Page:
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Joao Peixe

Joao Peixe

Joao is a writer for Oilprice.com

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Game Heats Up for Israeli Gas Exports

As Israel debates whether to eventually export its newfound gas largesse via pipeline or in the form of liquefied natural gas (LNG), Australian LNG experts Woodside Energy raise their stakes in Israel’s giant Leviathan gas field.

Australian drilling company Woodside Energy has signed a non-binding agreement with the partners in the Leviathan gas field to acquire 25% of the reservoir for roughly $2.71 billion, but the fate of Israel’s gas exports remains undecided.

Under the terms of the agreement, Woodside Energy would pay $850 million up front and $350 million on a final investment decision. Beyond that, Woodside would pay up to $1.3 billion for a 5.75% royalty on well-head export gas revenue after at least 2 trillion cubic feet have been exported from the Leviathan field.

Related Article: Israel's Gas Ambitions Put National Security at Risk

In addition, a royalty of 2.5% on commercial oil production from a potential deep oil prospect will be paid.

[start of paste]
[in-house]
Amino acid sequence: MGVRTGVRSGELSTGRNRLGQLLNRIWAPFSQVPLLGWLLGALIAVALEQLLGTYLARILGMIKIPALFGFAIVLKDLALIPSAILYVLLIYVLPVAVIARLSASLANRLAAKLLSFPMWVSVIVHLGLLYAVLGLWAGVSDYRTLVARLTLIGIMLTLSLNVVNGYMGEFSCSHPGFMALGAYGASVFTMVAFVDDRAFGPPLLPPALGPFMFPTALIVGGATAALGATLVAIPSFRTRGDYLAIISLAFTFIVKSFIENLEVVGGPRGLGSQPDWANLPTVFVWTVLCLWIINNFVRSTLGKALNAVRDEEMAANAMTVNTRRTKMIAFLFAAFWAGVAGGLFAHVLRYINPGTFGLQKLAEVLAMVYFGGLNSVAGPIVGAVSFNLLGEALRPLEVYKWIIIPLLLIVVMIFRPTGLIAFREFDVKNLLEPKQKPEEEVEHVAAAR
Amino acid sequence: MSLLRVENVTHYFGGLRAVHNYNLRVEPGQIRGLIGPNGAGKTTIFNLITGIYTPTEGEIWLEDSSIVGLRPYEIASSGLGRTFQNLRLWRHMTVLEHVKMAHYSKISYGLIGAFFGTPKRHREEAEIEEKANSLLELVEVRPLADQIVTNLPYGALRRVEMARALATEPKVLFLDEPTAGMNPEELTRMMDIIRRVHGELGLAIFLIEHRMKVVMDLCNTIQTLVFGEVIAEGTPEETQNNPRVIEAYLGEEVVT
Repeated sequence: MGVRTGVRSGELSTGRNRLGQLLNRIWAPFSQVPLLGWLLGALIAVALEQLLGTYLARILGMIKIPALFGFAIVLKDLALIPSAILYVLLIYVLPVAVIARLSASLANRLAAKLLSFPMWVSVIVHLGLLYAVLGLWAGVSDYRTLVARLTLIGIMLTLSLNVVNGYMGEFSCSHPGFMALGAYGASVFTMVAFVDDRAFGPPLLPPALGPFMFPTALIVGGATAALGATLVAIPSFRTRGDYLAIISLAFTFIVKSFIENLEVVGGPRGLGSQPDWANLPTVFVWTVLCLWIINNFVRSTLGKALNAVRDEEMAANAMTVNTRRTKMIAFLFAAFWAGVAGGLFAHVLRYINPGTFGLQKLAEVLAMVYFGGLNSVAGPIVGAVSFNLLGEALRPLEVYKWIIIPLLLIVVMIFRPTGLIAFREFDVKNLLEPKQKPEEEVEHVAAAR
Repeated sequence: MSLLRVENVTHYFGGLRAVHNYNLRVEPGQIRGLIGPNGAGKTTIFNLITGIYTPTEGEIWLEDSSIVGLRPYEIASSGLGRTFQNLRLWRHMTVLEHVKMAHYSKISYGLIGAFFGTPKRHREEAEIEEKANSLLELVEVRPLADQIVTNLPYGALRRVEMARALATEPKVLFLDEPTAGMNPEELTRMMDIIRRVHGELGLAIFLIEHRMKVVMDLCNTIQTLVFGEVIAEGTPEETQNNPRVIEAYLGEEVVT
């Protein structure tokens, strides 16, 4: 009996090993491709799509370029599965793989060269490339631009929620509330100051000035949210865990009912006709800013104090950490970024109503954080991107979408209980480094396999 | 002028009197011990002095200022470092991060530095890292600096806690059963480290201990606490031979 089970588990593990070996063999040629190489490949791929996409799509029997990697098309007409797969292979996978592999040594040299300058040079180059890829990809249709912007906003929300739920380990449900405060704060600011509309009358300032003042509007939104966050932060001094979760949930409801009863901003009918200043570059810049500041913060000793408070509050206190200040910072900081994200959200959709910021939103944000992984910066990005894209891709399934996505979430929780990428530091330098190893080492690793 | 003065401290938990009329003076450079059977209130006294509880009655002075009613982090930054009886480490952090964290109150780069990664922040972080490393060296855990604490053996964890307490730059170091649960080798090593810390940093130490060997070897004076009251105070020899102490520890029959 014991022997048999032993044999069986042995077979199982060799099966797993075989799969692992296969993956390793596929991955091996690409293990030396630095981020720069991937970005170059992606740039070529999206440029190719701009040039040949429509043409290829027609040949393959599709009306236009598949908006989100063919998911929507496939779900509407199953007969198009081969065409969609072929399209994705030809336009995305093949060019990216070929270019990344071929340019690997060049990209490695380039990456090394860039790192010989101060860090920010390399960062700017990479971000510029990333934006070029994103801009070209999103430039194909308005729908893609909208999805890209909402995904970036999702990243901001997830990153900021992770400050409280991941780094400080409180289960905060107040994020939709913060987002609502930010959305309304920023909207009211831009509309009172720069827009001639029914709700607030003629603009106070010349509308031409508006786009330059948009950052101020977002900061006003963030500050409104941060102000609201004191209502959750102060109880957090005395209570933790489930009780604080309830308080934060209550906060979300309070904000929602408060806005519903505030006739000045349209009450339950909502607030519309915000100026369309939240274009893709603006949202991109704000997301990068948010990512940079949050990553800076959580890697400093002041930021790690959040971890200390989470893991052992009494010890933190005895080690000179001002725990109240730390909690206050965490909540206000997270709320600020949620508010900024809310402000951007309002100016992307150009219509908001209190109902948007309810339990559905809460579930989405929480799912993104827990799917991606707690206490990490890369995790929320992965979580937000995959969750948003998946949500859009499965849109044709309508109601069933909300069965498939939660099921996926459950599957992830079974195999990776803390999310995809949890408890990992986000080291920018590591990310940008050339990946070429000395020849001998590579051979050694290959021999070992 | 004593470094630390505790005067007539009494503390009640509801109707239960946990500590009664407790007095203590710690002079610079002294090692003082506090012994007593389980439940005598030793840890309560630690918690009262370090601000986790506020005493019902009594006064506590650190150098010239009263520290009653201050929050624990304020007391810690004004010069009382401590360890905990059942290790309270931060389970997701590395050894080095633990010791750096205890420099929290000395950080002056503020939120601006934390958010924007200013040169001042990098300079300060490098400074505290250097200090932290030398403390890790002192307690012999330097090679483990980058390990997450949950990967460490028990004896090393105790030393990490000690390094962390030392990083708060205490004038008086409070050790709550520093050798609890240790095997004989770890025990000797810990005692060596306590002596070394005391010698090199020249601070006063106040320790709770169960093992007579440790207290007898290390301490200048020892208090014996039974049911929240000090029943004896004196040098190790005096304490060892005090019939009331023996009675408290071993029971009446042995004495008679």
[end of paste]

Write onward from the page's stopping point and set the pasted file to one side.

Under the new deal, Woodside will take a 25% stake, down from 30% discussed in earlier negotiations.

The final agreement is expected to be concluded at the end of March. The new ownership of the Leviathan field would then see Woodside with a 25% stake, Noble Energy will 30%, and Israeli groups Delek Drilling and Avner each with 16.93%, while Ratio would  hold 11.12%.

Woodside would operate any liquefied natural gas development for the reservoir, but Noble Energy will remain the exploration operator, according to a Woodside press release.

Noble discovered the Leviathan field in 2010 and the field is estimated to contain about 535 billion cubic meters (18.9 trillion cubic feet) of natural gas and 34.1 million barrels of liquid condensate. Gas production is scheduled to begin in 2017.

Related Article: Azerbaijan: Oil, Natural Gas and No Complicated Politics

Last year, Israel set its new export policy in motion, with a high court ruling that exports of produced natural gas could reach 40% of total output, the rest supplying the domestic market.

Now the debate is whether to export through an LNG terminal to lucrative Asian markets, or to pipe natural gas into energy-starved Europe. The LNG terminal, which Woodside has lobbied for, is a much more expensive option; however, LNG fetches prices in Asian that are twice as high as on the European market.

An underwater pipeline to Turkey is the cheaper option, and one that would be detrimental to Woodside’s ambitious floating LNG platform ambitions.

By. Joao Peixe of Oilprice.com




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